- The ‘For Sale’ sign is also up at BlackBerry, with a corporate committee now officially exploring alliances and a sale, in the usual depressing drill. In a company once ubiquitous enough for smartphone usage to be dubbed ‘Crackberry’, and which still enjoys major worldwide market share and enterprise favor, they cannot get traction with new models. This Editor never used or liked BB, but it’s still kind of sad. ZDNet.
Mercom Capital Group has also been on the trail health IT/digital health investment trends–we last looked at their 2012 report in January— and finds the opposite from the mid-year ‘warm not hot’ RockHealth digital health investment report [TTA 9 July]. They see sizzle in the $1.1 billion invested to date ($623 million in 2nd Quarter alone) in 272 deals done, versus RockHealth’s $849 million. This may all be in the definitions and the composition of companies surveyed–they had commonality on only two of the five leading deals (the leading deal for both was Proteus, the other was Watermark). Mercom is also predicting a bullish $2 billion this year which would double their 2012 market total ($200 million lower than RockHealth’s). They both see a shift from practice-focused to consumer-focused technologies–and the concentration in deals by 11 funders. Executive summary, announcement, FierceHealthIT article.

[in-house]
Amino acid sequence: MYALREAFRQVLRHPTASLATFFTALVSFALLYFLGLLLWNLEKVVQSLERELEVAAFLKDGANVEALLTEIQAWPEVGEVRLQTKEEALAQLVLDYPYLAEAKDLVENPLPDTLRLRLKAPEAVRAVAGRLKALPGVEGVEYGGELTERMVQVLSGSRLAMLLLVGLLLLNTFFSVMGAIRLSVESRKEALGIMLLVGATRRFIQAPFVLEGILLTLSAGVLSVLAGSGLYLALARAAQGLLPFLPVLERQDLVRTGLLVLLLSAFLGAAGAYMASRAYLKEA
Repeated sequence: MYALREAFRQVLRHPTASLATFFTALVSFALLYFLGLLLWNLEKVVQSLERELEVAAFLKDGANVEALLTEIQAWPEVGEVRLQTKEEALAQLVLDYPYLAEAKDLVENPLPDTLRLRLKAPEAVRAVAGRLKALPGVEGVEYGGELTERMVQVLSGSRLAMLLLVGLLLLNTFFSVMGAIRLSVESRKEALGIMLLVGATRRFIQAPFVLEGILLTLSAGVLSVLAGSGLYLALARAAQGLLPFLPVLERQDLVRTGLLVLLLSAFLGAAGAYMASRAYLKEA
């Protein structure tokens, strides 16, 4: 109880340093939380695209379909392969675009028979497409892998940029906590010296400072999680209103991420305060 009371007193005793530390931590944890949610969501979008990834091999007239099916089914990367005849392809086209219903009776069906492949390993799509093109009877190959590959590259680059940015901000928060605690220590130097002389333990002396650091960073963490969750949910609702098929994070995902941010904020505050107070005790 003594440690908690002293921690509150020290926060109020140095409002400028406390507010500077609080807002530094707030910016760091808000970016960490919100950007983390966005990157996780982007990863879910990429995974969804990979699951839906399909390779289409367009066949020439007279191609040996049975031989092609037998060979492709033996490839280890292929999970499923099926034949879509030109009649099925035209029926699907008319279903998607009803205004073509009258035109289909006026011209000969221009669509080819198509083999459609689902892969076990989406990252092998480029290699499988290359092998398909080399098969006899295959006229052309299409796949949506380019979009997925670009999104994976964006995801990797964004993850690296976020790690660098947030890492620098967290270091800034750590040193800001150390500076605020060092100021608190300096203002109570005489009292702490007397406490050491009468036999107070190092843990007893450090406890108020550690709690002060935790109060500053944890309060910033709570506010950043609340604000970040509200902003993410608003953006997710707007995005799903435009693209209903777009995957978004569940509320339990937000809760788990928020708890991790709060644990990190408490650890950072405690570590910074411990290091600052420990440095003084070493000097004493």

Related: A sobering article in Wired depicts the ‘series A crunch’ affecting now over-valued Silicon Valley tech startups moving from overly generous angel and private investors to hard-nosed venture capital companies. Part of the problem is, ironically, accelerators, which polish start-up founders’ presentation and business planning skills to the point where they look better than they should to angels, and perhaps get more than they should. Investors are still ‘dabbling in digital health’ (RockHealth’s POV), and that may actually be…healthy. A Fleet Street (or NY Post)-worthy lurid headline: The Screams of Crushed Startups Echo Across Silicon Valley
RockHealth is back again with its 2013 Midyear Digital Health Funding Report (SlideShare link). The good news from 2012 [TTA 8 Jan] continues, but the growth rate for the half-year is down from the torrid pace of +45 percent increased funding 2012/2011 to a more modest +12 percent versus prior year, with 25 percent more deals done. Former darlings biotech and medical devices continue to sink like stones, down 2 and 29 percent respectively (PwC MoneyTree; also TTA 26 April). What is notable is the ‘small world’ concentration:
- 90 digital health companies raised in excess of $2 million to date in 2013
- 20 percent of all funding went into five deals: Proteus, Health Catalyst, Watermark Medical, NantHealth, HealthTap
- 20 funders did two to three deals each
- Remote patient monitoring, hospital administration, big data, EHRs and wellness by far lead the way
- Maturity is still hard to find: only three 2012 A-round deals have proceeded to B round so far this year; seven 2012 B rounds have moved to C round